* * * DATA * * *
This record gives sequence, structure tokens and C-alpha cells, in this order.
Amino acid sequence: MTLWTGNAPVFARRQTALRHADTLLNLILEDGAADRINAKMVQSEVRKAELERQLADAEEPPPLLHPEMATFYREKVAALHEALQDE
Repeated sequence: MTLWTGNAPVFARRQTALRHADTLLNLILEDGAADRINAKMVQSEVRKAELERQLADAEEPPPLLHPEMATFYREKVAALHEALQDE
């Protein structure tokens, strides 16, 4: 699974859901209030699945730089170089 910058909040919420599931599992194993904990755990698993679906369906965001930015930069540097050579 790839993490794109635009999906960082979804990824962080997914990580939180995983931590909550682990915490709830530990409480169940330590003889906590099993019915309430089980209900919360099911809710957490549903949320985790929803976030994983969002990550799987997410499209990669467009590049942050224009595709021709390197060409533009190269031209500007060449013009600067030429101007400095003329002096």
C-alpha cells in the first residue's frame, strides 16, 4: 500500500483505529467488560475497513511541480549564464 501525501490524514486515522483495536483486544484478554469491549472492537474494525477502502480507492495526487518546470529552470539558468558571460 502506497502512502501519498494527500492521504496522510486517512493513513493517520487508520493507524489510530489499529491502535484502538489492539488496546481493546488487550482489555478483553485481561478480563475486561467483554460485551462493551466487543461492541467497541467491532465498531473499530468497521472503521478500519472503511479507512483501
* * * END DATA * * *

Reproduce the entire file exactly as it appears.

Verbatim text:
This record gives sequence, structure tokens and C-alpha cells, in this order.
Amino acid sequence: MTLWTGNAPVFARRQTALRHADTLLNLILEDGAADRINAKMVQSEVRKAELERQLADAEEPPPLLHPEMATFYREKVAALHEALQDE
Repeated sequence: MTLWTGNAPVFARRQTALRHADTLLNLILEDGAADRINAKMVQSEVRKAELERQLADAEEPPPLLHPEMATFYREKVAALHEALQDE
């Protein structure tokens, strides 16, 4: 699974859901209030699945730089170089 910058909040919420599931599992194993904990755990698993679906369906965001930015930069540097050579 790839993490794109635009999906960082979804990824962080997914990580939180995983931590909550682990915490709830530990409480169940330590003889906590099993019915309430089980209900919360099911809710957490549903949320985790929803976030994983969002990550799987997410499209990669467009590049942050224009595709021709390197060409533009190269031209500007060449013009600067030429101007400095003329002096």
C-alpha cells in the first residue's frame, strides 16, 4: 500500500483505529467488560475497513511541480549564464 501525501490524514486515522483495536483486544484478554469491549472492537474494525477502502480507492495526487518546470529552470539558468558571460 502506497502512502501519498494527500492521504496522510486517512493513513493517520487508520493507524489510530489499529491502535484502538489492539488496546481493546488487550482489555478483553485481561478480563475486561467483554460485551462493551466487543461492541467497541467491532465498531473499530468497521472503521478500519472503511479507512483501